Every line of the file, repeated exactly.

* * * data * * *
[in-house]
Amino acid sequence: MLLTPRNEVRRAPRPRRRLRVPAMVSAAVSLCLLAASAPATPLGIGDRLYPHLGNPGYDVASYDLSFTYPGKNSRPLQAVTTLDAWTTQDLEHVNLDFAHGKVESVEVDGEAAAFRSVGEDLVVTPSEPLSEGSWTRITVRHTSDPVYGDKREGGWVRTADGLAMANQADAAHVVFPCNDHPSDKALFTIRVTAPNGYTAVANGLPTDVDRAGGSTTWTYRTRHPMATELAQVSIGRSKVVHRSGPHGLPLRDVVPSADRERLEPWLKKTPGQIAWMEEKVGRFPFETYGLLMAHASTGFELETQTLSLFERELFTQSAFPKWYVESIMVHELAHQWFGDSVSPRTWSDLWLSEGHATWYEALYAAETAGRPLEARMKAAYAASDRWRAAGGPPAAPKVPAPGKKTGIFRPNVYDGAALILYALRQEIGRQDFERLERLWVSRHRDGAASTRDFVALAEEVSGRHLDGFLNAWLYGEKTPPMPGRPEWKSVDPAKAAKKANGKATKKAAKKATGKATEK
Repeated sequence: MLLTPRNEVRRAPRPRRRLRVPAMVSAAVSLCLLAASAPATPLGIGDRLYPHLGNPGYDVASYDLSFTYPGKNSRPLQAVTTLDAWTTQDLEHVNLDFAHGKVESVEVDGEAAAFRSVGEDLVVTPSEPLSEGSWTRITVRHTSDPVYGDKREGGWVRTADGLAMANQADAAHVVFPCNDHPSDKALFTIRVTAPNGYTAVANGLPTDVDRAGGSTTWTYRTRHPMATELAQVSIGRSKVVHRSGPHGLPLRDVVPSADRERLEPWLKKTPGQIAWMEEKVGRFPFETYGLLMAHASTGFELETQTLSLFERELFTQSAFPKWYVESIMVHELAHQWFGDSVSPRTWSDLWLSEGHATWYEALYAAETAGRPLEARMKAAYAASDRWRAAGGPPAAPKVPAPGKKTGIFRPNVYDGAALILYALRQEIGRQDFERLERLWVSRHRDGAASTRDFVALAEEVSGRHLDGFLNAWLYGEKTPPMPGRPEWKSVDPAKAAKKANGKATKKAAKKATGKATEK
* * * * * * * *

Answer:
[in-house]
Amino acid sequence: MLLTPRNEVRRAPRPRRRLRVPAMVSAAVSLCLLAASAPATPLGIGDRLYPHLGNPGYDVASYDLSFTYPGKNSRPLQAVTTLDAWTTQDLEHVNLDFAHGKVESVEVDGEAAAFRSVGEDLVVTPSEPLSEGSWTRITVRHTSDPVYGDKREGGWVRTADGLAMANQADAAHVVFPCNDHPSDKALFTIRVTAPNGYTAVANGLPTDVDRAGGSTTWTYRTRHPMATELAQVSIGRSKVVHRSGPHGLPLRDVVPSADRERLEPWLKKTPGQIAWMEEKVGRFPFETYGLLMAHASTGFELETQTLSLFERELFTQSAFPKWYVESIMVHELAHQWFGDSVSPRTWSDLWLSEGHATWYEALYAAETAGRPLEARMKAAYAASDRWRAAGGPPAAPKVPAPGKKTGIFRPNVYDGAALILYALRQEIGRQDFERLERLWVSRHRDGAASTRDFVALAEEVSGRHLDGFLNAWLYGEKTPPMPGRPEWKSVDPAKAAKKANGKATKKAAKKATGKATEK
Repeated sequence: MLLTPRNEVRRAPRPRRRLRVPAMVSAAVSLCLLAASAPATPLGIGDRLYPHLGNPGYDVASYDLSFTYPGKNSRPLQAVTTLDAWTTQDLEHVNLDFAHGKVESVEVDGEAAAFRSVGEDLVVTPSEPLSEGSWTRITVRHTSDPVYGDKREGGWVRTADGLAMANQADAAHVVFPCNDHPSDKALFTIRVTAPNGYTAVANGLPTDVDRAGGSTTWTYRTRHPMATELAQVSIGRSKVVHRSGPHGLPLRDVVPSADRERLEPWLKKTPGQIAWMEEKVGRFPFETYGLLMAHASTGFELETQTLSLFERELFTQSAFPKWYVESIMVHELAHQWFGDSVSPRTWSDLWLSEGHATWYEALYAAETAGRPLEARMKAAYAASDRWRAAGGPPAAPKVPAPGKKTGIFRPNVYDGAALILYALRQEIGRQDFERLERLWVSRHRDGAASTRDFVALAEEVSGRHLDGFLNAWLYGEKTPPMPGRPEWKSVDPAKAAKKANGKATKKAAKKATGKATEK